• Hekate is my Dark Mother and Witch Queen. So, I will go to Her as a psychopomp, moon goddess, for healing, and guidance. She is a light when the world seems dim.
  • Then there is the Earth Mother, whose altar is the table where all of my house plants live. She is a part of everything I do, through the Green Witchcraft that suffuses my path.

Which goddess depends on the reason for the spell, if they have authority in that or a related area, etc. There are times if one or more goddesses share a quality, aspect or influence then I will ask one, both or all to be present. As an example, I cast a healing spell per a friend’s request. Knowing I could go to both Brighid and Hekate in this matter for an assist, I did. And they responded with their own energies. The items representing both goddesses were kept on separate sides of the altar and I made offerings to both before casting the spell.

In ritual, I approach my goddesses in a similar way. If there is a corresponding reason to invite more than one deity into a ritual, then I do so. They choose whether to appear or not (although none have decided to be absent so far). Then there are rituals I perform which focus on one deity alone.

“So, there is this person who wants to meet you… “. Image by Geralt via

Introductions Required

Now, some may be thinking my approach is not much different from soft polytheism. Here’s what makes the difference for me. Each of the goddesses I honor are unique unto themselves. I do not view them as part of the “divine feminine” as an overall force. They are divine, they are feminine but as their own persons. While I have been to many public rituals which invoke deities who are not known to me, as well as participated in family rituals with a similar situation, I do not personally seek to work with deities whom I do not know without an introduction.

As an example, in Your Goddess Year there are multiple goddesses from many pantheons represented including Greek, Roman, Egyptian, Indian, Celtic, Mayan, etc. If you have a particular need then you can “reach out” and introduce yourself to whatever goddess and ask them to help. And that is because the author comes from a soft polytheist perspective. There is one Divine Feminine, so it doesn’t matter which individual deity you go to as they are all part of the same whole.

But as a hard polytheist,  that’s like ringing up some stranger and asking them to do me a favor. I’d rather ask the deities I know if they are willing to provide an introduction, then take time getting to know the deity in question before asking for assistance or working with them in some way.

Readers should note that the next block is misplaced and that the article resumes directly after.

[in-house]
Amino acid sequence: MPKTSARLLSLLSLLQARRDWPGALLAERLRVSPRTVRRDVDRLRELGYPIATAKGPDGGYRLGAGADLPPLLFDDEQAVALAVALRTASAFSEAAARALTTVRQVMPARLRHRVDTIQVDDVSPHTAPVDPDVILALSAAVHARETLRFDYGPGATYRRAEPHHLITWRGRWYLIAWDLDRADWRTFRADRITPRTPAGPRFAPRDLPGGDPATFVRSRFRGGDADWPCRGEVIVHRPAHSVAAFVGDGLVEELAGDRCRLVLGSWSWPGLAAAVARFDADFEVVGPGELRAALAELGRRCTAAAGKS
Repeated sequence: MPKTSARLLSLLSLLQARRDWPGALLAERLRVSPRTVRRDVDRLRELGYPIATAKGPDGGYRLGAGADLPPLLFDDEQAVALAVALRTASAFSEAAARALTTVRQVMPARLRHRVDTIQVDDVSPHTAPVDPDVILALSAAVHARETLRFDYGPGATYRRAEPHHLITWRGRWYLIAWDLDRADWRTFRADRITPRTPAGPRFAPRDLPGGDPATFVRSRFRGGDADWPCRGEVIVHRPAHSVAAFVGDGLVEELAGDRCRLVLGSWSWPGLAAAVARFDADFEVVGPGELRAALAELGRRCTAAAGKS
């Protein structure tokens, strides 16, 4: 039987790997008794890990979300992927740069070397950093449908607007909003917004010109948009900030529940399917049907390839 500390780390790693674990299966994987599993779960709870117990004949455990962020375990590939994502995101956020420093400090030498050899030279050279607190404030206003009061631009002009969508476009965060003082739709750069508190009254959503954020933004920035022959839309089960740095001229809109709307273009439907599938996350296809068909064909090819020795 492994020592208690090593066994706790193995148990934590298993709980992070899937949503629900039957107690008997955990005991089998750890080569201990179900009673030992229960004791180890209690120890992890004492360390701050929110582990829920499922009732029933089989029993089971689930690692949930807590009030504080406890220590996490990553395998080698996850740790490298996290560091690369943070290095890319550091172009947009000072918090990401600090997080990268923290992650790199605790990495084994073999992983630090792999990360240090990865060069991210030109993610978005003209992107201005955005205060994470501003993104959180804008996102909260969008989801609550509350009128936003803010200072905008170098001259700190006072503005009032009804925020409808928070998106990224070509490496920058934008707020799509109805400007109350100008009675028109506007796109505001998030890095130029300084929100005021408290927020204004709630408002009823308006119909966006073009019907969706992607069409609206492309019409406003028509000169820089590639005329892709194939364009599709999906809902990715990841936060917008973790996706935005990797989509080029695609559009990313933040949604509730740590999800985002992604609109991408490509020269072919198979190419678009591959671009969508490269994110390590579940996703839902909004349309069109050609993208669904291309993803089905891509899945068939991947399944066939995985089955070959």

Meeting The Cailleach

Not long ago, I participated in a ritual honoring the Cailleach with my online coven. I’d been asked to act as the oracle for the ritual which included aspecting this deity. As I did not know this Ancient Celtic Stone Mother, I went to Brighid with offerings and asked if She would be willing to provide an introduction. Brighid helped me out and what an experience that was!

I spent the next few days getting to know the Cailleach by reading about Her, meditating and making offerings. As a result, the Cailleach showed up for that ritual in what turned out to be a very intense and beautiful way. Needless to say, the Stone Mother has a place of honor in my house now. But I do not believe the experience would have been as powerful if I’d not asked for that introduction first. And I’m not saying doing it the Your Goddess Year (or soft polytheist way) is wrong, it’s just no longer right for me.

Respect. Time. Relationship. Image by 139904 via

So, How Do You Work With Multiple Goddesses?

I’ve learned it takes time, energy and devotion (unless worship of deities is not your thing. It’s okay if it’s not). Each goddess (or god)  is deserving of respect and honor. Each one deserves to have their own sacred space, offerings, acts of devotion and time when you make it a point to focus on them alone.

I suppose it is easier if you are working with multiple deities from one pantheon. They are used to working together (although they do not always get along!). When you are in a situation such as mine, where each goddess is from a different pantheon, then you need to be creative.

Which is why I’ve found it easier to ask if they are willing to work in the same circle when they have similar attributes. Frigga and Hekate are both Queens in their realms and Key Holders. Brighid and Hekate are both healers. All three of them are influential in psychic gifts or divination in some way or other, not to mention protection of mothers and children. So long as all deities are respected individually, then they can come together in a ritual or spell bringing that much more to the occasion. And I find that to be a very special part of my relationship with all of them.

Gwyn is one of the hosts of 3 Pagans and a Cat, a podcast about the questions and discussions between three pagan family members, each exploring different pagan paths and how their various traditions can intersect. The most practiced pagan on the path, Gwyn is an Eclectic Green Witch and Clairsentient Medium. She loves working with herbs, essential oils and plants. In the past, she has been a teacher, musician and published writer. Now, she just wants to be a free spirit and talk about life. You can read more about the author here.